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Texas Governor Rick Perry Considers a 2012 Presidential Campaign

Kristen Villarreal |
June 2, 2011 | 12:36 a.m. PDT

Staff Reporter


(Creative Commons)
(Creative Commons)
Will he, or won’t he? Texas Governor Rick Perry is the latest Republican to be mentioned as a possible 2012 GOP presidential candidate after he told a reporter last week he would consider running.

Perry recently told Fox News’ Greta Van Susteren that although he is tempted to run "it is not something that [he] wants to do." A spokesperson for Perry additionally told Fox News, "The governor has had no intention of running"and that Perry is focusing all his attention on the current legislative session. These conflicting comments from Perry and media speculation over the past few weeks have kept political junkies on their toes.

As the longest-serving governor in U.S. history, Perry had a 65 percent job performance approval rating as of January 2011. However, even a high approval figure does not transfer to presidential candidate support. According to the poll, Perry only had the support of 9 percent of those polled if he were to run for president in 2012. However, that number could increase in the next few weeks now that candidates like Mike Huckabee and Mitch Daniels have bowed out of the 2012 race.

Perry has both positively and negatively impacted Texans in the past decade. Texas remains the nation's top state for job seekers with an unemployment rate that has remained steadily below the national average. Unemployed Americans have been making the move to the Lone Star State over the past few years to find work and are successfully doing so. California lawmakers even visited the Texas capital of Austin in early April searching for solutions to their state's rising unemployment rates. Texas now has more Fortune 500 companies than any other state and was named one of five states that will lead the US out of the recession by CNBC in 2009. According to Perry's official website, the Texas economy is performing well in the current global economic crisis, thanks to a focused effort to keep taxes low, regulations predictable and the legal system fair.

"Despite a late entry and a lack of organization, he would probably be an instant top-tier candidate if he jumped in, a force in early states like Iowa and South Carolina, and he would have a pretty good talking point in the booming Texas economy," the New York Times' Matt Bai wrote. "This is not Fred Thompson."

"If you think about it analytically, Rick Perry is now almost the perfect candidate to enter the GOP field for president. Just look at his credentials from the stand point of experience, attractiveness and political philosophy," wrote contributing editor, Rudy Cajka, in a post on the blog Real Clear Conservatives.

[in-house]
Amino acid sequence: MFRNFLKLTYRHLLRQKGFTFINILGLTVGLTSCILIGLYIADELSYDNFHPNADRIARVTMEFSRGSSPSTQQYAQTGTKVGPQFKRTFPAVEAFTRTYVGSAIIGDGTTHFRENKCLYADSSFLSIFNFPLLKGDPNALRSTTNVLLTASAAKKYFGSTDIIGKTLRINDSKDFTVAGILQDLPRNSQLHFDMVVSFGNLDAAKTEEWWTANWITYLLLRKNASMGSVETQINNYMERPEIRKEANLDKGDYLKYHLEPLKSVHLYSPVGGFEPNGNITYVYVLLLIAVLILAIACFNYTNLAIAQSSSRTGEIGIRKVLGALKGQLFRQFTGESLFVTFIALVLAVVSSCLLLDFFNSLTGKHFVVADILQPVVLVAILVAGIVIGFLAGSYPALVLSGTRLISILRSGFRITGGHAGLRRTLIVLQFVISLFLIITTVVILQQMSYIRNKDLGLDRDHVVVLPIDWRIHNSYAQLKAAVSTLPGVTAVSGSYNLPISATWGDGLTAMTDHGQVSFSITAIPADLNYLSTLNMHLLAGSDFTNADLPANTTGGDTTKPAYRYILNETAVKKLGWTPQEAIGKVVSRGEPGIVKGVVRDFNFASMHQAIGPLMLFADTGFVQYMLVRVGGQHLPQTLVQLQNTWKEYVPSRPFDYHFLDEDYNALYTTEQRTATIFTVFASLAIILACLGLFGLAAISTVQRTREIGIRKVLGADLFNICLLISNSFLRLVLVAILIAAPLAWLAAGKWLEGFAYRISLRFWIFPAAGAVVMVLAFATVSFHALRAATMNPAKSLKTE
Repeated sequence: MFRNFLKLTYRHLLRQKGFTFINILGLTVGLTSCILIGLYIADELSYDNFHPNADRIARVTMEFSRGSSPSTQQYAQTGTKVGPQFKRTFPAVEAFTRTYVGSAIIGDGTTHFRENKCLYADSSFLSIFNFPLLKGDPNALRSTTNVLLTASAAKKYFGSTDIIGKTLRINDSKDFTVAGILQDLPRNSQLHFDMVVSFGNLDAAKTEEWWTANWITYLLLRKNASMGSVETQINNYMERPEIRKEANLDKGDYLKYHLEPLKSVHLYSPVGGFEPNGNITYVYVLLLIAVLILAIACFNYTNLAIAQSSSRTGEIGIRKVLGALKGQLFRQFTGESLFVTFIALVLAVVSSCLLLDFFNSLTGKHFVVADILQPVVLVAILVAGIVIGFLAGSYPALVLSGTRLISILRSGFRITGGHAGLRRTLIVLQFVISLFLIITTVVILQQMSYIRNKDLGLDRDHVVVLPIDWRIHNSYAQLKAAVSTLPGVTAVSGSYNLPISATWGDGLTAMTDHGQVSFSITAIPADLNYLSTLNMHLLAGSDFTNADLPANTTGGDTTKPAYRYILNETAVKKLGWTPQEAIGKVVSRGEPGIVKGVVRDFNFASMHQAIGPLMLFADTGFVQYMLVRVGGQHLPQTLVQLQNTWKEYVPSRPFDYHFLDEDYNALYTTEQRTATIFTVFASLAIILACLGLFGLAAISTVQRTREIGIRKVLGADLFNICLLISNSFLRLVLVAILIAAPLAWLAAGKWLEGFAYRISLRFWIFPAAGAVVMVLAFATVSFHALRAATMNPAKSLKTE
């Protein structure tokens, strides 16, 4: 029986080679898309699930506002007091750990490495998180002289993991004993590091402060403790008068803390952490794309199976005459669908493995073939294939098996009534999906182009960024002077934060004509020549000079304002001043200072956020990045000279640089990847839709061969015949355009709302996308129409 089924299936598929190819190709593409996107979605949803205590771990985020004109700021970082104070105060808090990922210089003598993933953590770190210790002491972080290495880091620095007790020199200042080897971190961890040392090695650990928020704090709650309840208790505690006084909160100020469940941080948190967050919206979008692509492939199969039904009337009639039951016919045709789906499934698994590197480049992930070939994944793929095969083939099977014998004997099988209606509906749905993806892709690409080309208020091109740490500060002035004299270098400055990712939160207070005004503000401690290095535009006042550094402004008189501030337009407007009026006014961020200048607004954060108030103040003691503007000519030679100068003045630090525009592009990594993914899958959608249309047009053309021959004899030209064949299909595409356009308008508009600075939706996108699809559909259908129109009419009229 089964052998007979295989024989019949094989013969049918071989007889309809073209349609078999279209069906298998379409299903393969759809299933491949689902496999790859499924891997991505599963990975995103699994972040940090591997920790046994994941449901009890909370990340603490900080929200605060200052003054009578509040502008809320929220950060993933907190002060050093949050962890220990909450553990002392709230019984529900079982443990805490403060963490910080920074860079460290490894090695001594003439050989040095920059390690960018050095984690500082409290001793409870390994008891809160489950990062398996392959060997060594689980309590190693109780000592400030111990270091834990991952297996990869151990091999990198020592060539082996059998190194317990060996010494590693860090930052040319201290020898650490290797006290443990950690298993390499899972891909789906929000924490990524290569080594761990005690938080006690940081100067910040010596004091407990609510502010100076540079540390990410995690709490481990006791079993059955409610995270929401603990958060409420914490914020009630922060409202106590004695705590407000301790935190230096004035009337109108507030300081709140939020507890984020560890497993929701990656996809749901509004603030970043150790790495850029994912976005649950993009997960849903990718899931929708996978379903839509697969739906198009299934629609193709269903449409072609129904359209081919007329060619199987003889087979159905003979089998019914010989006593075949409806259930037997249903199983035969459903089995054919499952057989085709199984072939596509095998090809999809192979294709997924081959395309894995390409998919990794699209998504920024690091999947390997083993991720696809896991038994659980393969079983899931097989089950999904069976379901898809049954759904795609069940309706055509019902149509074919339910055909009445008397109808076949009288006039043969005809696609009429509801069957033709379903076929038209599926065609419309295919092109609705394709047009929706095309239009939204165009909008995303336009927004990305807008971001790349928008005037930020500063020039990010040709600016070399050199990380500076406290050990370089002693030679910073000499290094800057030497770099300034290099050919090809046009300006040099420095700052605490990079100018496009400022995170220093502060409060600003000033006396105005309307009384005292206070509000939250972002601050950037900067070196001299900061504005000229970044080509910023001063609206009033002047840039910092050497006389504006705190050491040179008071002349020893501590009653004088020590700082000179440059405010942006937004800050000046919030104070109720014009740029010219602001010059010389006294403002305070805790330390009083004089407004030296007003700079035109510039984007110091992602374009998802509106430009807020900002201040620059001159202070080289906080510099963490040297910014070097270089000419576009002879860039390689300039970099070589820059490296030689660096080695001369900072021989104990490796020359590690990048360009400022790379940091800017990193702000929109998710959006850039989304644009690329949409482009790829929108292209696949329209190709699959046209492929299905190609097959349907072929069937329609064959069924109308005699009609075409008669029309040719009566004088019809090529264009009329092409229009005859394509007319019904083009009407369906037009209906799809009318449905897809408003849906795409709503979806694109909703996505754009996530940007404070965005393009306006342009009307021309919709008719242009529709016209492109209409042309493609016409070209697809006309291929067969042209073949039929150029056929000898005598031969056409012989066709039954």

While Perry's political stance, which includes the opposition of same sex marriage and support of the death penalty, may be appealing to conservative Texans those on the other end of the political spectrum are not pleased with the idea of a potential presidential campaign.

"I hope it doesn't happen. [Perry] has got a long history of twisting things around...he's passed amendments that tamper with the way Texas handles its budget, effectively allowing him to operate with a deficit, which is totally against conservative economic ideals," said Brandon Rittger, a University of Texas Alum.

"[Perry] is not out for the people, he is out for himself and what makes him look good. He promised Texas teachers a raise in 2006 and we never saw it," said retired teacher Betty Cuellar.

Rittger and Cuellar represent most democrats and working class Texans in the Rick Perry for President debate. The Texas Democratic Party website released an article in 2009 naming Rick Perry's top 10 failures. This list includes the rise of Texas health insurance premiums by 91.6 percent from 2000 to 2009 and his support of a tuition deregulation scheme that drastically increased college tuition costs. A facebook page titled "Texans against Perry" created last Friday already has more than 2,000 likes, over a dozen wall posts and a laundry list of scandals Perry was involved in.

While Perry may have a surprising amount of angry Texans against him, the Texas Republicans who have kept him in office for the past 11 years continually support his decisions and many are behind his potential run for the GOP presidential nomination. 

Whether Perry decides to take part in the race or not could become clear in as little as the next few days. With the ever-thinning field of potential GOP presidential candidates, a 'Perry for President' campaign may be just around the corner.

To Reach Reporter Kristen Villarreal, click here.



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